10 Magnificent Examples Of Ancient Egyptian Architecture

By Nathaniel Whelan on May 6 2020 in History

The huge statue of Ramesses II in Luxor Temple, Egypt. Image credit: Graficam Ahmed Saeed/Shutterstock.com
The huge statue of Ramesses II in Luxor Temple, Egypt. Image credit: Graficam Ahmed Saeed/Shutterstock.com
  • The Great Pyramid of Giza is the oldest of the Seven Wonders of the Ancient World and is the largest of all surviving pyramids in Egypt.
  • Karnak Temple is considered one of the largest religious complexes in the world.
  • The Valley of the Kings is a mass burial site where many pharaohs and their families were laid to rest.

Tourists travel from all over the world to Egypt for the sole purpose of stepping into the past. While central hubs like Cairo have been modernized over the years, nothing encapsulates the ancient culture more than its architecture. From the towering pyramids at Giza to the cleverly hidden tombs at the Valley of the Kings, Egypt offers history buffs a chance to experience the grandeur and magnificence of the old world on a scale unparalleled by most countries. The following is a list of ten examples of ancient Egyptian architecture.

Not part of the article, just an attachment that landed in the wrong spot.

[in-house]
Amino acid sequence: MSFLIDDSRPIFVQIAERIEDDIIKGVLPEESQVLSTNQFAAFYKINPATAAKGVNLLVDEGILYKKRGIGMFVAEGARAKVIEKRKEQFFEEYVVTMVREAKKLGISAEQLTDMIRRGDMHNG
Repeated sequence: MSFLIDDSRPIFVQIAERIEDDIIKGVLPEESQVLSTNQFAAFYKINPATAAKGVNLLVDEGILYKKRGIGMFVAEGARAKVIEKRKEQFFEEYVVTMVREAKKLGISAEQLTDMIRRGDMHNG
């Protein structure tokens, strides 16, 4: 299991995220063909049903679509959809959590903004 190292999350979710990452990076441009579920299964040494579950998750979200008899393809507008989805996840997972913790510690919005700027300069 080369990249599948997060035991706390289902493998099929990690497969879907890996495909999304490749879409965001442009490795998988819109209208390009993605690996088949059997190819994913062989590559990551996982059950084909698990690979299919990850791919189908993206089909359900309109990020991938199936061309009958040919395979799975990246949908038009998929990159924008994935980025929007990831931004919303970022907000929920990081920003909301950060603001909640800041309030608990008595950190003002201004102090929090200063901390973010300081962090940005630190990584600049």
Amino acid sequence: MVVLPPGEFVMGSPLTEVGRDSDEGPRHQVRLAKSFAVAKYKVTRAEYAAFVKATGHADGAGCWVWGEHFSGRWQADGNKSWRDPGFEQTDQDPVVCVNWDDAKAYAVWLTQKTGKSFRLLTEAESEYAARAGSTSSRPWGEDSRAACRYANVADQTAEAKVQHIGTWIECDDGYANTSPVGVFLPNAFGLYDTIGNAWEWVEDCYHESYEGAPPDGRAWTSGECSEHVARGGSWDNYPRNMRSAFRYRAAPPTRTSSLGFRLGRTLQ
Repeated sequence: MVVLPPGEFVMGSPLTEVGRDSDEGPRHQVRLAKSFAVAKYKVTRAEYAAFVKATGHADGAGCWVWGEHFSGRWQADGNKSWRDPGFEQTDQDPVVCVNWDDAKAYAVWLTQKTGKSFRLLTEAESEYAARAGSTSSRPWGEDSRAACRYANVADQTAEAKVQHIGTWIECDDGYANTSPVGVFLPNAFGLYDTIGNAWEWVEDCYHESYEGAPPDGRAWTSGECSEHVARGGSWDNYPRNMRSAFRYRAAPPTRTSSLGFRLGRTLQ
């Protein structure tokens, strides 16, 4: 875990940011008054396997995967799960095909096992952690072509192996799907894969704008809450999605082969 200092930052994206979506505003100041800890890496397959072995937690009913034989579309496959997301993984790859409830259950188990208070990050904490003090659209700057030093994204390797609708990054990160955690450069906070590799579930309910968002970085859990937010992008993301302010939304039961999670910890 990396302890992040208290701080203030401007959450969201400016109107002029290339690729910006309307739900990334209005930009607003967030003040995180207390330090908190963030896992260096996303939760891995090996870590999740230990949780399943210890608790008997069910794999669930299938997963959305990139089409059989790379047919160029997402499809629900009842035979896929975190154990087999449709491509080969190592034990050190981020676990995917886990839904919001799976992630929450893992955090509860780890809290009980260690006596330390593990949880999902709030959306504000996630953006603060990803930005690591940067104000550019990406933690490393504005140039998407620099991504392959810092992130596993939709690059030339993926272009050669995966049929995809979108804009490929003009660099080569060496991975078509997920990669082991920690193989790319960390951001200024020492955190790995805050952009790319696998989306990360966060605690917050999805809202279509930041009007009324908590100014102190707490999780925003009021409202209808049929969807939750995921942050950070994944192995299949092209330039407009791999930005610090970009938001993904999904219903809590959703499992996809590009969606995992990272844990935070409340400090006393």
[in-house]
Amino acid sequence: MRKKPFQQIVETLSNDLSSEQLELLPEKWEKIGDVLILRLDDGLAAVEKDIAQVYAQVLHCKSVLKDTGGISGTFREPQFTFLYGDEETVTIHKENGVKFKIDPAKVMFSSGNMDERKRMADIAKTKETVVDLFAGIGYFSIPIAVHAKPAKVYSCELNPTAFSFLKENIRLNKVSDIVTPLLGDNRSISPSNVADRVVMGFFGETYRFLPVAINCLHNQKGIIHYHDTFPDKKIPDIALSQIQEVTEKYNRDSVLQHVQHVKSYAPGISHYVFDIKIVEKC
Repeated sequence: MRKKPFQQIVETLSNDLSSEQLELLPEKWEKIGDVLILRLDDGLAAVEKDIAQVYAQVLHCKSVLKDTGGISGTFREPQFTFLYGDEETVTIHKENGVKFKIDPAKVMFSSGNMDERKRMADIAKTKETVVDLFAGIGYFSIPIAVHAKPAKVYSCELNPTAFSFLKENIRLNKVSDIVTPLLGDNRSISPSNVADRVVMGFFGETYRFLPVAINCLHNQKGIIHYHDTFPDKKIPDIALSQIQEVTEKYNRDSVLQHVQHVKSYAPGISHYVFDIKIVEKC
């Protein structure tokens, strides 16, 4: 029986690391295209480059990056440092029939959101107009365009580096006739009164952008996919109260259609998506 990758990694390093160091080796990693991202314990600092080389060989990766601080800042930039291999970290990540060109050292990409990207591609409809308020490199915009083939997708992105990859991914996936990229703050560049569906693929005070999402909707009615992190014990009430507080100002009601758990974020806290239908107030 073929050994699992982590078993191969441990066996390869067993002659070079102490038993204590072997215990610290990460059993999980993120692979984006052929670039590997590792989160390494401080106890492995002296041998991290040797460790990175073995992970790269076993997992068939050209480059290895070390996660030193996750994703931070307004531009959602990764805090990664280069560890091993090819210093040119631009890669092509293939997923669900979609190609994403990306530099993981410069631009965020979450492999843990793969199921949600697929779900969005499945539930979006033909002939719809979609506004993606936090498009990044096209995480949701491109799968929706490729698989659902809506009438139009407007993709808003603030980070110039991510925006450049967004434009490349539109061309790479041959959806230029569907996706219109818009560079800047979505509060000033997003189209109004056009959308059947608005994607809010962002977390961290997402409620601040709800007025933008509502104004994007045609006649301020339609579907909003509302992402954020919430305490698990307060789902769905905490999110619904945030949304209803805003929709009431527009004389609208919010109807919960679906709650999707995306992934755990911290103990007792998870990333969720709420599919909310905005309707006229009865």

10. Abu Simbel Temples

A tourist admiring the sculptures at the Abu Simbel. Image credit: Aline Fortuna/Shutterstock.com
A tourist admiring the sculptures at the Abu Simbel. Image credit: Aline Fortuna/Shutterstock.com

Carved out of massive solid rock, these two temples are located in southern Egypt on the banks of Lake Nasser. They were built under the reign of Pharaoh Ramesses II and dedicated to the gods Ptah, Ra-Horakhty, Amun, and Hathor. The exterior of the larger temple—also known as the Great Temple—features four twenty meter high statues of Ramesses himself, although one of the figures has been damaged due to the elements over the years. The Great Temple consists of three halls that extend 56 meters into the cliff. In 1979, the Abu Simbel Temples were declared a UNESCO World Heritage Site. Today, they are considered two of the grandest temples in all Egypt.